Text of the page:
The African continent: a real land of opportunities for investors

Beautiful woman colorful portrait. Young afro girl posing on yellow background with colorful material on head. Ethnic style.

Indeed, the continent’s economic dynamism has been fabulous over the past decade: a third of African countries have grown by more than 6%, thus strengthening the confidence of international economic actors.

Today, before Africa can develop different industries or services similar to those in Western countries, it must face the immense challenge of its energy future. African leaders have succeeded in initiating a reflection on a subject that is essential for the continent’s development: electrification.

According to the report by l’Africa Progress Panel, a think tank led by Kofi Annan on equitable and sustainable development in Africa, more than 620 million Africans (nearly 51% of the continent’s population) do not have access to electricity. This accessibility is a crucial issue to support economic and demographic growth and the emergence of a middle class with consumer power.

This infrastructure development must involve major investments in the energy sector. It is important to note that Africa has vast reserves of natural resources, including energy, agriculture and mining. It also has an exponential capacity in terms of renewable resources (solar, hydroelectric, geothermal, etc.).

Thus, the economic indicators of recent years and the continent’s potential have greatly increased the interest of both private and public investors in terms of opportunities. The International Energy Agency estimates that more than 200 billion dollars is needed to electrify 70% of the population.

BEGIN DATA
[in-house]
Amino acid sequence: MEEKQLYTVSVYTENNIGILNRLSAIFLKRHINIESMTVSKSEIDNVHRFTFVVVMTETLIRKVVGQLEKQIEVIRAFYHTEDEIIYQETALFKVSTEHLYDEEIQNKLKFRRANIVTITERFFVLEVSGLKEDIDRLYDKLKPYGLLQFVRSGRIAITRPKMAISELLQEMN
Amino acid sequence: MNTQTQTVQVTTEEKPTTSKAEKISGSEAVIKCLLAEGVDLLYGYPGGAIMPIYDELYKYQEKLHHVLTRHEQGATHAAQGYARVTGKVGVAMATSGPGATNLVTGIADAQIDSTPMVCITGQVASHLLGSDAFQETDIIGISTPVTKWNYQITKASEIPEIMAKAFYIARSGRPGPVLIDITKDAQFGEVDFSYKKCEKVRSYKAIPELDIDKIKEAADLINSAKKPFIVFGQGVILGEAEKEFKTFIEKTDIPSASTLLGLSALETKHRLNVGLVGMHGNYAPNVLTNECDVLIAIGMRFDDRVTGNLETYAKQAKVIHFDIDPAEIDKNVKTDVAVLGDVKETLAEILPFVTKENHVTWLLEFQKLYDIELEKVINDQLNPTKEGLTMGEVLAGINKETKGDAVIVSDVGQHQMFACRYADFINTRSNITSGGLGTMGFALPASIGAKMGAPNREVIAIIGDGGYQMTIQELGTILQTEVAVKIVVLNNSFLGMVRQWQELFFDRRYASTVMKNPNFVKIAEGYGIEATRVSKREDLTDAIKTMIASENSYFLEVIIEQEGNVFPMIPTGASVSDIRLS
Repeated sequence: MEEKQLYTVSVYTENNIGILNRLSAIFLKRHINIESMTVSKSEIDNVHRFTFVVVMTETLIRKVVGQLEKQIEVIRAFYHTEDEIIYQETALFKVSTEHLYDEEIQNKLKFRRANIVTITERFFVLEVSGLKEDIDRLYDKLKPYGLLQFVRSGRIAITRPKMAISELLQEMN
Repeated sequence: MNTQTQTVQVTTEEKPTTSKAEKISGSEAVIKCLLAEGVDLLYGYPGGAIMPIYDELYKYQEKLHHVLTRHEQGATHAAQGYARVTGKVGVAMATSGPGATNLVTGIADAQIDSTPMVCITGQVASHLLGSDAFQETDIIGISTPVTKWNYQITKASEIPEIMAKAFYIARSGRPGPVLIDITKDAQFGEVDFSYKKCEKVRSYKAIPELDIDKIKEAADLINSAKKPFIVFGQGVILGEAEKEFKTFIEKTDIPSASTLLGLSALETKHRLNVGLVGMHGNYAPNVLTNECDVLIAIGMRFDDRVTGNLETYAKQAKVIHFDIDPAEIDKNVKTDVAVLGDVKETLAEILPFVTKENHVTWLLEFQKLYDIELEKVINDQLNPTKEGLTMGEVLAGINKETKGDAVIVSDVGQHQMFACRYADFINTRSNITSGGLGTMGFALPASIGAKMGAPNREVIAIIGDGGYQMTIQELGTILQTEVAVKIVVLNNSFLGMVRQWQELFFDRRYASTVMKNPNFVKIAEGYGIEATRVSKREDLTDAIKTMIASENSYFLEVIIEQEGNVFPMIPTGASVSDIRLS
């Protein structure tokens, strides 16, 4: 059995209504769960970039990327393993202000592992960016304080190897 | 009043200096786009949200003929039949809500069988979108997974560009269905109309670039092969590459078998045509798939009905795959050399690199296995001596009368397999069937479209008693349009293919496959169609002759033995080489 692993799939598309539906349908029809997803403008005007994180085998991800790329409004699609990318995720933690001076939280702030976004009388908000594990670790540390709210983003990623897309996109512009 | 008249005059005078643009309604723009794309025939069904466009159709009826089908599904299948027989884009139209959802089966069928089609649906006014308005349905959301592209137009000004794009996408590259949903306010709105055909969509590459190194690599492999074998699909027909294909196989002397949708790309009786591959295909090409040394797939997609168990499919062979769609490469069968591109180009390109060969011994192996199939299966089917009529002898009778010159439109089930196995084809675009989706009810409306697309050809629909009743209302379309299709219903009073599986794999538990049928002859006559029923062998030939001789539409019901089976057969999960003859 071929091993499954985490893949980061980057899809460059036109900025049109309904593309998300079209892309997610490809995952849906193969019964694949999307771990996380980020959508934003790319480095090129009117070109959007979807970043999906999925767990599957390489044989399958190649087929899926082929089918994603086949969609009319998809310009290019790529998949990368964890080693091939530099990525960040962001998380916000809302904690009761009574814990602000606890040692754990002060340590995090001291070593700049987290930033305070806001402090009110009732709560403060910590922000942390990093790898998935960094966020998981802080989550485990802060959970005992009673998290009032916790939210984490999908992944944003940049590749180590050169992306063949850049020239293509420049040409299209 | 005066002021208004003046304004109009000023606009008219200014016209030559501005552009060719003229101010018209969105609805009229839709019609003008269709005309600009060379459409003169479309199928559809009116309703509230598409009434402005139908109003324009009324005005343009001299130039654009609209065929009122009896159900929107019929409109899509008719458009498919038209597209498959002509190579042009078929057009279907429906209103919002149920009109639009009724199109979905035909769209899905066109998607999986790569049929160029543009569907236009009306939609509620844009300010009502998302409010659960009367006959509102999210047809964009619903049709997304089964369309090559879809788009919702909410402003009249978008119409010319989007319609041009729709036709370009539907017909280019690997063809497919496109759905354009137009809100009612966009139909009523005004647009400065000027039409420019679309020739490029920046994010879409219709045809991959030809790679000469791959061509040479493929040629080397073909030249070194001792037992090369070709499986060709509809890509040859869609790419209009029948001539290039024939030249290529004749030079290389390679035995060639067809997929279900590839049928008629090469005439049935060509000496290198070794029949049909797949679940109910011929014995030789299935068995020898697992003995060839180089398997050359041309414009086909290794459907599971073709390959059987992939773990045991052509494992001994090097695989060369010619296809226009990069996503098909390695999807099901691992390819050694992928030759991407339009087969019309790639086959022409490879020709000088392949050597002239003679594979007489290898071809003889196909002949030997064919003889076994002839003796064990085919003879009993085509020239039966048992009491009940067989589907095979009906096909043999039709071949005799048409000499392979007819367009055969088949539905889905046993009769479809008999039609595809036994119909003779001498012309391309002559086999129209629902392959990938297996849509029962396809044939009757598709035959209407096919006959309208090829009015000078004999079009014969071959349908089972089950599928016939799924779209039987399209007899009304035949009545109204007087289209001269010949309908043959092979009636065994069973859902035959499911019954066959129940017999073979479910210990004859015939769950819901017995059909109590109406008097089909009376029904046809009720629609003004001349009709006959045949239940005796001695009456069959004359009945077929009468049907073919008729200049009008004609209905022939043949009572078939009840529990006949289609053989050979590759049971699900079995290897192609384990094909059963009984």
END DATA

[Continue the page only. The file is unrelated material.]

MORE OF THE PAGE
Especially since this challenge is not only technical or financial, it is also political. Therefore, investments in the energy sector must be accompanied by better governance, i.e. better support from public authorities for infrastructure development, while fighting corruption and better management of natural resources.

The dynamism and economic optimism that are spreading in Africa have not left investors indifferent. Having understood the importance of infrastructure development in Africa, it is private equity funds that seem to be the most interested in investment opportunities in major development projects. The main ones are foreign funds such as Blackstone or Abraaj Group, which have created teams dedicated to project financing in Africa. In 2014, the Carlyle fund, another mastodon of private equity, managed to raise $690 million for its first fund dedicated to sub-Saharan Africa. At the beginning of 2015, it was the precursor of private equity on this continent, Helios Partners, that completed a $1 billion fundraising campaign.

The amounts of these fundraising events are unprecedented for this continent. In addition, the law firm Allen & Overy estimated that the total amount of transactions carried out by private equity funds in Africa in 2014 was $8.1 billion (compared to $4.3 billion in 2013). These figures highlight investors’ interest and confidence in these African opportunities, particularly in infrastructure projects.
However, they seem very small, when a World Bank study estimates the infrastructure financing needs of the African economy at 90 billion dollars per year by 2020.

It is therefore thanks to the participation of a range of public and private actors, better management of natural resources and infrastructure development, that African countries’ growth will be able to continue and catch up with Western economies. Nevertheless, there is still a long way to go, given the scale of the task ahead.


References Modern GhanaAfrica Progress Panel

Alexandre NTUMBA

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